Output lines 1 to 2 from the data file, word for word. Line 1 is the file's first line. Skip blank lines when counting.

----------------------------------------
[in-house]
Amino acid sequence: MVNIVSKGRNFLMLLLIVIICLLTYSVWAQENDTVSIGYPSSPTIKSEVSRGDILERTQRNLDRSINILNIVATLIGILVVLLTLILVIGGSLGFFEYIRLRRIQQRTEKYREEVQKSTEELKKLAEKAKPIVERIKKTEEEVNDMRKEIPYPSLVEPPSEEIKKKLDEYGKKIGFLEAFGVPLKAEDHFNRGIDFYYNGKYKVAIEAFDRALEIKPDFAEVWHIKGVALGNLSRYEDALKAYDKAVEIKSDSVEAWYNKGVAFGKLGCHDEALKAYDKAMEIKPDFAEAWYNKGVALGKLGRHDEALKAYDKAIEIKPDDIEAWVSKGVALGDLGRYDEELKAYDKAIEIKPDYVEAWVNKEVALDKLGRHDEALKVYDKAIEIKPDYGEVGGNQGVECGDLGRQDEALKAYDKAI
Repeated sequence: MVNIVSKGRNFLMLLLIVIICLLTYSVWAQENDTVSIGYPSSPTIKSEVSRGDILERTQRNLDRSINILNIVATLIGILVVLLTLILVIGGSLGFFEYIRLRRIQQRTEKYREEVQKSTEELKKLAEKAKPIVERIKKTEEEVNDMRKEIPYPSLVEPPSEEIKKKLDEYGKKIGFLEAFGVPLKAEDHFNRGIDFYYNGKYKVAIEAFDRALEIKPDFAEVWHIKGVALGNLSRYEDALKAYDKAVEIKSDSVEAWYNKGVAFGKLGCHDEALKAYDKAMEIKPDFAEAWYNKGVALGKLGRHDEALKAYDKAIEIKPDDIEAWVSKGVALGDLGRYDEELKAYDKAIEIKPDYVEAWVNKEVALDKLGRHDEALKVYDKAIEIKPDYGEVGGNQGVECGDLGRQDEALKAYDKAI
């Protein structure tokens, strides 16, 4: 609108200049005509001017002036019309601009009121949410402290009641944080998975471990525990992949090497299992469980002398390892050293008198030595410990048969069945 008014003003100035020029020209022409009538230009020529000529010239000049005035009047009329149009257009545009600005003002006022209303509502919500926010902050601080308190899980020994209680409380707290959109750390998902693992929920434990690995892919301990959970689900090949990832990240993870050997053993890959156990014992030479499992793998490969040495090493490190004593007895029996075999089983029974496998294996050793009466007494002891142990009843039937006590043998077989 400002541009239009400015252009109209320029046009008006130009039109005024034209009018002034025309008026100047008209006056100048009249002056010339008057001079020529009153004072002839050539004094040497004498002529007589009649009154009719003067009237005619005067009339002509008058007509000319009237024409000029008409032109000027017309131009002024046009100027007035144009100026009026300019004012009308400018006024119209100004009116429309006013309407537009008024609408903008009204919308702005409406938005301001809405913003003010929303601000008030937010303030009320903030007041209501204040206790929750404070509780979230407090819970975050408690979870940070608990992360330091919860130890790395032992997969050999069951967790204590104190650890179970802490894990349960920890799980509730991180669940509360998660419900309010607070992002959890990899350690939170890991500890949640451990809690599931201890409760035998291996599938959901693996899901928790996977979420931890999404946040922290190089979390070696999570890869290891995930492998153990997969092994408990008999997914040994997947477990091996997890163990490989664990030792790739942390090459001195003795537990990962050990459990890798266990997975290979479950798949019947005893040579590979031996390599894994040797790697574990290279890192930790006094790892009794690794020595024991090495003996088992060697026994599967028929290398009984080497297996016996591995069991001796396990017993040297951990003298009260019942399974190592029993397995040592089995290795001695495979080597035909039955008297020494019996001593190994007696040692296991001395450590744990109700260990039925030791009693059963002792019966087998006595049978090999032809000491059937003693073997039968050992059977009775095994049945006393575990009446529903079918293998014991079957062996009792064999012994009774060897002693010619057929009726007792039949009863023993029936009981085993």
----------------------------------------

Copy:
[in-house]
Amino acid sequence: MVNIVSKGRNFLMLLLIVIICLLTYSVWAQENDTVSIGYPSSPTIKSEVSRGDILERTQRNLDRSINILNIVATLIGILVVLLTLILVIGGSLGFFEYIRLRRIQQRTEKYREEVQKSTEELKKLAEKAKPIVERIKKTEEEVNDMRKEIPYPSLVEPPSEEIKKKLDEYGKKIGFLEAFGVPLKAEDHFNRGIDFYYNGKYKVAIEAFDRALEIKPDFAEVWHIKGVALGNLSRYEDALKAYDKAVEIKSDSVEAWYNKGVAFGKLGCHDEALKAYDKAMEIKPDFAEAWYNKGVALGKLGRHDEALKAYDKAIEIKPDDIEAWVSKGVALGDLGRYDEELKAYDKAIEIKPDYVEAWVNKEVALDKLGRHDEALKVYDKAIEIKPDYGEVGGNQGVECGDLGRQDEALKAYDKAI